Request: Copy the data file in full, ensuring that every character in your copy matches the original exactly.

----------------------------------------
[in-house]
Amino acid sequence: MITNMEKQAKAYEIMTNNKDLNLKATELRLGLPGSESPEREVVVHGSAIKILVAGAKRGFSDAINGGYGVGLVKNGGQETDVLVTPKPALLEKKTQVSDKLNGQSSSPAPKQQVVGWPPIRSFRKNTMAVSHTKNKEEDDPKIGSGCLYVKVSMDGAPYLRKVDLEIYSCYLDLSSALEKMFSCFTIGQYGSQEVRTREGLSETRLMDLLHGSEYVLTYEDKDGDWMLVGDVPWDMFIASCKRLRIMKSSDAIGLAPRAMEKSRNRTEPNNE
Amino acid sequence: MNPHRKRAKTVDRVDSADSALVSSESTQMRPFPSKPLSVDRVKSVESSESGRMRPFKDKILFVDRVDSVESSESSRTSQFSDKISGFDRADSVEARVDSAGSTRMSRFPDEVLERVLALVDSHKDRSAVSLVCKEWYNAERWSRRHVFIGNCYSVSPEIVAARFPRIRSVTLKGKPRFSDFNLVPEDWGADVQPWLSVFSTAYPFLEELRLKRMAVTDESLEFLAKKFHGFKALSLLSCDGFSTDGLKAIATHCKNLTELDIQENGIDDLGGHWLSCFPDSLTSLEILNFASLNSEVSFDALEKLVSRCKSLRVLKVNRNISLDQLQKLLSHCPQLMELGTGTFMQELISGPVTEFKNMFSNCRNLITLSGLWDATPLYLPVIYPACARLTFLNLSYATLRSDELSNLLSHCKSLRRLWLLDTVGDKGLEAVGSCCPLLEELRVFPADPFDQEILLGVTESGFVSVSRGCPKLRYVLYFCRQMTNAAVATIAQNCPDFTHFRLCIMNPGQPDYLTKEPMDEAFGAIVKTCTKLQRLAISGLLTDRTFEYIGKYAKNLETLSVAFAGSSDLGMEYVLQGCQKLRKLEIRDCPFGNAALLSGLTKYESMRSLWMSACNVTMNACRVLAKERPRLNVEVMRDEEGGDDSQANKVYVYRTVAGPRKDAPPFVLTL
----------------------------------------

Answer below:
[in-house]
Amino acid sequence: MITNMEKQAKAYEIMTNNKDLNLKATELRLGLPGSESPEREVVVHGSAIKILVAGAKRGFSDAINGGYGVGLVKNGGQETDVLVTPKPALLEKKTQVSDKLNGQSSSPAPKQQVVGWPPIRSFRKNTMAVSHTKNKEEDDPKIGSGCLYVKVSMDGAPYLRKVDLEIYSCYLDLSSALEKMFSCFTIGQYGSQEVRTREGLSETRLMDLLHGSEYVLTYEDKDGDWMLVGDVPWDMFIASCKRLRIMKSSDAIGLAPRAMEKSRNRTEPNNE
Amino acid sequence: MNPHRKRAKTVDRVDSADSALVSSESTQMRPFPSKPLSVDRVKSVESSESGRMRPFKDKILFVDRVDSVESSESSRTSQFSDKISGFDRADSVEARVDSAGSTRMSRFPDEVLERVLALVDSHKDRSAVSLVCKEWYNAERWSRRHVFIGNCYSVSPEIVAARFPRIRSVTLKGKPRFSDFNLVPEDWGADVQPWLSVFSTAYPFLEELRLKRMAVTDESLEFLAKKFHGFKALSLLSCDGFSTDGLKAIATHCKNLTELDIQENGIDDLGGHWLSCFPDSLTSLEILNFASLNSEVSFDALEKLVSRCKSLRVLKVNRNISLDQLQKLLSHCPQLMELGTGTFMQELISGPVTEFKNMFSNCRNLITLSGLWDATPLYLPVIYPACARLTFLNLSYATLRSDELSNLLSHCKSLRRLWLLDTVGDKGLEAVGSCCPLLEELRVFPADPFDQEILLGVTESGFVSVSRGCPKLRYVLYFCRQMTNAAVATIAQNCPDFTHFRLCIMNPGQPDYLTKEPMDEAFGAIVKTCTKLQRLAISGLLTDRTFEYIGKYAKNLETLSVAFAGSSDLGMEYVLQGCQKLRKLEIRDCPFGNAALLSGLTKYESMRSLWMSACNVTMNACRVLAKERPRLNVEVMRDEEGGDDSQANKVYVYRTVAGPRKDAPPFVLTL